In an action by a landlord against a tenant and his assignee of a lease to recover rent and costs of alterations to certain premises claimed to be due under the lease, the tenant was not entitled to summary judgment on the ground that an amendment to extend the term of the lease, executed by the landlord and the tenant's assignee, constituted either the landlord's acceptance of a surrender of the tenant's lease in favor of one with the assignee or the tenant's release from any suretyship relationship he may have had with the assignee by reason of his assignment of the lease where the documents and the parties' affidavits left open the factual issue whether the landlord, in consenting to the assignment and in executing the amendment to the lease, intended to release and discharge the tenant from his obligations under the lease. [276-278]
CIVIL ACTION commenced in the Brookline Division of the District Court Department on February 27, 1979.
On removal to the Superior Court Department, the case was heard by Brogna, J., on a motion for summary judgment.
Richard A. Kaufman (Louis C. Zicht with him) for the plaintiff.
Robert D. Kozol for Richard A. Giannini.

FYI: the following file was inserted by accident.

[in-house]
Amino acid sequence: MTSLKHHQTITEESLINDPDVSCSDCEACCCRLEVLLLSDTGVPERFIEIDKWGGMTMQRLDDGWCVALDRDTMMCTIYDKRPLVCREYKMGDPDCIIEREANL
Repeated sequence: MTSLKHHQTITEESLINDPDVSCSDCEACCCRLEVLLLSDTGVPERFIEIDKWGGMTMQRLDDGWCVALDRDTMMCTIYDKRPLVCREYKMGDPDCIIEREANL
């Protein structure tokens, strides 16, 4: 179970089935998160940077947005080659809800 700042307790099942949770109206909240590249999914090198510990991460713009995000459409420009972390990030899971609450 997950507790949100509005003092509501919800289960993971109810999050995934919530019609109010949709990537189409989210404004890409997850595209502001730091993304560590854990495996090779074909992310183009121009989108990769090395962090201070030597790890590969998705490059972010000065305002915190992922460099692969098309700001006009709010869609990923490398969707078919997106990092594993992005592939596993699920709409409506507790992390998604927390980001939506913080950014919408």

PERRETTA, J. The plaintiff landlord, Net, brought an action against the defendant tenant, Giannini, and his assignee of the lease, Upper Cut, Ltd., to recover rent and costs of alterations to the premises claimed to be due under the lease. Upper Cut failed to appear and to answer and was defaulted. [Note 1] Giannini claimed to be free of all liability to
Net by reason of an amendment to his lease by Net and Upper Cut. It is his contention that the amendment constitutes either Net's acceptance of a surrender of his lease in favor of one with Upper Cut or his release from any suretyship relationship he may have had with Upper Cut by reason of his assignment of the lease to it. A judgment was entered in Giannini's favor pursuant to his motion for summary judgment, Mass.R.Civ.P. 56, 365 Mass. 824 (1974), and Net appeals. We reverse.